Tuesday, July 17, 2012

Writing Prep 6 - Decluttering Your Brain

Putting yourself in front of the keyboard doesn't automatically put your brain into your writing space. Good (and bad) conversations may still be running through your head. There may be the lure of a donut or the worry of a bill. You may have aches and pains of the body or the heart.

Distractions that are in you mind may be the hardest to counteract. One reason why I like to write first thing in the day, to begin by completing yesterday's sentences, to cue myself by setting a timer, and to put on (wordless) music is that these provide rites of passage from the mundane world to the world of my imagination.

But it doesn't always work. Reality can be pretty intrusive. This is why I have brain decluttering exercises in reserve. If you have the same problem, you might want to give them a try:
  • Make faces at yourself. No. I'm serious. Go to the mirror and change your expression to one that is intense. I understand that smiling actually releases chemicals that make you happy. Frowning, scowling, sneering, or looking wide-eyed in amazement seem to have similar effects. Make a face, and you will feel something different. This pulls you away from the distraction in your brain. For extra credit, put the look on your face that you imagine your protagonist has.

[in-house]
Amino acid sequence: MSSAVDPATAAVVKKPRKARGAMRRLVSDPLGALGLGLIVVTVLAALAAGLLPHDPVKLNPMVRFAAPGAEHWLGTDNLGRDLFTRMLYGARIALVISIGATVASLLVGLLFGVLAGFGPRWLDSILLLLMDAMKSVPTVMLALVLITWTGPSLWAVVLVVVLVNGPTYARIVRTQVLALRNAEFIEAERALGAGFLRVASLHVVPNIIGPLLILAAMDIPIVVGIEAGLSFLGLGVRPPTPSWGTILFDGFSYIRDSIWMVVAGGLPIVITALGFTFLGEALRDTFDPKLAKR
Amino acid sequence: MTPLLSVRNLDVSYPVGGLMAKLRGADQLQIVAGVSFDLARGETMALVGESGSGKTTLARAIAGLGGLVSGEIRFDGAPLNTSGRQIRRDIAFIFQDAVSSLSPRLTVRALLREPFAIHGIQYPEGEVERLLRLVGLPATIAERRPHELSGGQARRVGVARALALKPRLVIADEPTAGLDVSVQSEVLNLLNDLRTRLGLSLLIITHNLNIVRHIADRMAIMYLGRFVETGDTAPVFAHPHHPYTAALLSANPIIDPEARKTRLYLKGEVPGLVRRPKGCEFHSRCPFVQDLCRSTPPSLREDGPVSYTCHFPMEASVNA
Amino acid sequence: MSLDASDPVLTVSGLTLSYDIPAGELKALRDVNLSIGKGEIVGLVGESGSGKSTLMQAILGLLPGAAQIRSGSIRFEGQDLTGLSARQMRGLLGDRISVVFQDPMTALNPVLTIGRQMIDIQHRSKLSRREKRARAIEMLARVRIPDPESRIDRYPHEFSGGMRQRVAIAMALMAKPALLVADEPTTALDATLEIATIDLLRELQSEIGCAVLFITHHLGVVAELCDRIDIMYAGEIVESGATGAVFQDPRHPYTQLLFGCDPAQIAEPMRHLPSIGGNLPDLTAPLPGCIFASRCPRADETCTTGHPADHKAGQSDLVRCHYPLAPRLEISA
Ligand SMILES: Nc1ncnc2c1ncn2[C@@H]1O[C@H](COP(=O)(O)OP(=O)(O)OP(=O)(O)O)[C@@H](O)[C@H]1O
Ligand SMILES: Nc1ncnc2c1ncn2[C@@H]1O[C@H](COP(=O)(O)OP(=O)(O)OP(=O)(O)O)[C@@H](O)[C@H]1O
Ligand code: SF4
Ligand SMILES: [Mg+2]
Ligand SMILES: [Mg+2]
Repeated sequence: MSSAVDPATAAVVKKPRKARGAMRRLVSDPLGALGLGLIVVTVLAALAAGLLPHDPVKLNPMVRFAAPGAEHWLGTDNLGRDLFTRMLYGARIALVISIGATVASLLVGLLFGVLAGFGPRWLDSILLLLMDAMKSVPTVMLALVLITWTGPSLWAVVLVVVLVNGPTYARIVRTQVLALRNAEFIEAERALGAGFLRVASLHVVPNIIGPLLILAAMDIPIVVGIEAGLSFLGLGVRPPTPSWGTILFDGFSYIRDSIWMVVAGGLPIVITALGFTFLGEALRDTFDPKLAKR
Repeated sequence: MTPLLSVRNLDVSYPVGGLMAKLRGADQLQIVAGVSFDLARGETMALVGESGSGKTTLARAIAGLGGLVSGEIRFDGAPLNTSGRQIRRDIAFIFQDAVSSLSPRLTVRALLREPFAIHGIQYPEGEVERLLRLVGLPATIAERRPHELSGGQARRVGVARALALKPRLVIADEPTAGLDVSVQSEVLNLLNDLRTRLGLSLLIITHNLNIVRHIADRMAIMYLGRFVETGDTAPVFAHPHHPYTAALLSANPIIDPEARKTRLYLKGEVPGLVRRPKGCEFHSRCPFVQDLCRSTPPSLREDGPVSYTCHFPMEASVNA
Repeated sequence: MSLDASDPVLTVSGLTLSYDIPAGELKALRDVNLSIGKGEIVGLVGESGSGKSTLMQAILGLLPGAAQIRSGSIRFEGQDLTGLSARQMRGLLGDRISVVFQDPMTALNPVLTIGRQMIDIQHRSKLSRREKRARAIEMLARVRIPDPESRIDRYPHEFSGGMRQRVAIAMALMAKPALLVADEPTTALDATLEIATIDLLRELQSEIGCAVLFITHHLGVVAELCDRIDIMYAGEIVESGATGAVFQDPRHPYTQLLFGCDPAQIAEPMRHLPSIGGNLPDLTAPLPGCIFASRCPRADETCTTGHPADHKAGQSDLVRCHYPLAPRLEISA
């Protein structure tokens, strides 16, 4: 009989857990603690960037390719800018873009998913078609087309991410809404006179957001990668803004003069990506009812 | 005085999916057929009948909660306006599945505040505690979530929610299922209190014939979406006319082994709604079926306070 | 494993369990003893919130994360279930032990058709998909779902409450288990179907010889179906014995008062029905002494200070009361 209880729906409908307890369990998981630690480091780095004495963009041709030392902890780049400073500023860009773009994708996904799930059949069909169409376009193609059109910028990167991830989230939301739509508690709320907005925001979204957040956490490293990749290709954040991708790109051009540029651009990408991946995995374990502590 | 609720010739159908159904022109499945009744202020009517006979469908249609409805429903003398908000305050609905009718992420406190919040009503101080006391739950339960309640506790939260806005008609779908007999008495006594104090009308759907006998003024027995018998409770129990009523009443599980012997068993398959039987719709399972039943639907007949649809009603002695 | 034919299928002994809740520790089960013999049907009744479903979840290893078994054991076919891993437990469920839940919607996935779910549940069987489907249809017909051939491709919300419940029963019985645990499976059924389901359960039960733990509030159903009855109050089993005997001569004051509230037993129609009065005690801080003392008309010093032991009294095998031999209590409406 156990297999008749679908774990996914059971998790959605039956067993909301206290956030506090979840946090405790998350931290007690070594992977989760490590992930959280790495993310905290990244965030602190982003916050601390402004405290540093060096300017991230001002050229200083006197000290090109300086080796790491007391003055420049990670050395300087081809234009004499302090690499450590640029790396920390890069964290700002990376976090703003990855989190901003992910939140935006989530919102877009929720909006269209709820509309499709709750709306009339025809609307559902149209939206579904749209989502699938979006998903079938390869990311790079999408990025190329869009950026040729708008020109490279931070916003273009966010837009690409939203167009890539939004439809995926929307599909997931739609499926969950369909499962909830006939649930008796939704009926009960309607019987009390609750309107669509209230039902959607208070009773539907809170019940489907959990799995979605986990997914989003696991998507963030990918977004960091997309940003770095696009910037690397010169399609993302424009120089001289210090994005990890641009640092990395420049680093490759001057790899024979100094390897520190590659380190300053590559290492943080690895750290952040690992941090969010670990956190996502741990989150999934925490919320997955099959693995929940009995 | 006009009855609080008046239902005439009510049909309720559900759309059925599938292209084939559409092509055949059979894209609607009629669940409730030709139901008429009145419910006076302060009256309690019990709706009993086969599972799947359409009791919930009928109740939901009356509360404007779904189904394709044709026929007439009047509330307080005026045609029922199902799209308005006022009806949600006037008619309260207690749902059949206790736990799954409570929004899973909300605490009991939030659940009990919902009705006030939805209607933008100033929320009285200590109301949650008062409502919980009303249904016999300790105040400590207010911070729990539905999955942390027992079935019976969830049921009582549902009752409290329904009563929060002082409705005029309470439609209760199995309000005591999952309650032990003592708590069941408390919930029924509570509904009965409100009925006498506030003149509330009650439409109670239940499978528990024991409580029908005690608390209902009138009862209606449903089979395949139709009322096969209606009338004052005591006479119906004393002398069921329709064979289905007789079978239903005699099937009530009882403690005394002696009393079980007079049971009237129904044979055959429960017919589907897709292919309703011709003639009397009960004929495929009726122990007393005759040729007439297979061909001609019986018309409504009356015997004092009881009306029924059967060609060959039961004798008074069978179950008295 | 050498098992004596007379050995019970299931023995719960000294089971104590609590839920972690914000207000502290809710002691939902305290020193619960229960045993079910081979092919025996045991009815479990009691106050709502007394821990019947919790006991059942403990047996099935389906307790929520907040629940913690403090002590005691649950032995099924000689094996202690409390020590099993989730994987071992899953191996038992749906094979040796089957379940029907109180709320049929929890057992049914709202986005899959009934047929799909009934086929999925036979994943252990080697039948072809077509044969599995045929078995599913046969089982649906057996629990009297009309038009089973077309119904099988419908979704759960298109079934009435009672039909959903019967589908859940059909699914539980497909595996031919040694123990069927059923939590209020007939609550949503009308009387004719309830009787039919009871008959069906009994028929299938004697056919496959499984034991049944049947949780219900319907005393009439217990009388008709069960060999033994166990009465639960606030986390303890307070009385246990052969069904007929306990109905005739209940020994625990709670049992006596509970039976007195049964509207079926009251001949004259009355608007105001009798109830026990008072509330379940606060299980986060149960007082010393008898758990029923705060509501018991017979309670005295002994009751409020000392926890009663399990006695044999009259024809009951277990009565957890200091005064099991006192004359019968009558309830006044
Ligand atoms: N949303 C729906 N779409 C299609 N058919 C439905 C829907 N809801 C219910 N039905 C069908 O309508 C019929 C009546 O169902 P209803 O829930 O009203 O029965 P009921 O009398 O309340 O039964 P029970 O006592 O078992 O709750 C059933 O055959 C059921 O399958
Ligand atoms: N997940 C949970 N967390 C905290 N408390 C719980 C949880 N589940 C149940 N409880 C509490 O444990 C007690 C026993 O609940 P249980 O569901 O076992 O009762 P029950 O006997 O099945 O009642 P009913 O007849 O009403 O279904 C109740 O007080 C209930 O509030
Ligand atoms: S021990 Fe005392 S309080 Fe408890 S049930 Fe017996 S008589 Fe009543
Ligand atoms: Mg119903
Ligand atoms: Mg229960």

• Take a deep breath and clear your mind. This is classic, and it becomes easier with practice. Meditation lowers your blood pressure, too, so you get a bonus.
  • Get it all on paper. Force yourself to write out everything that is whizzing around in your mind. I call this the chocolate sundae solution because a friend of mine used a similar technique when she was dieting. If she felt an overwhelming urge to eat a chocolate sundae, she would eat sundaes until she had an aversion to them. This is a twist on Oscar Wilde's quote, "The only way to get rid of a temptation is to yield to it. Resist it, and your soul grows sick with longing for the things it has forbidden to itself."
I will point out that I don't count ANY of this as my writing time. Do that, and you face the risk of decluttering until the timer goes off. You don't want to lose a day of writing this way.

How to you declutter your brain?

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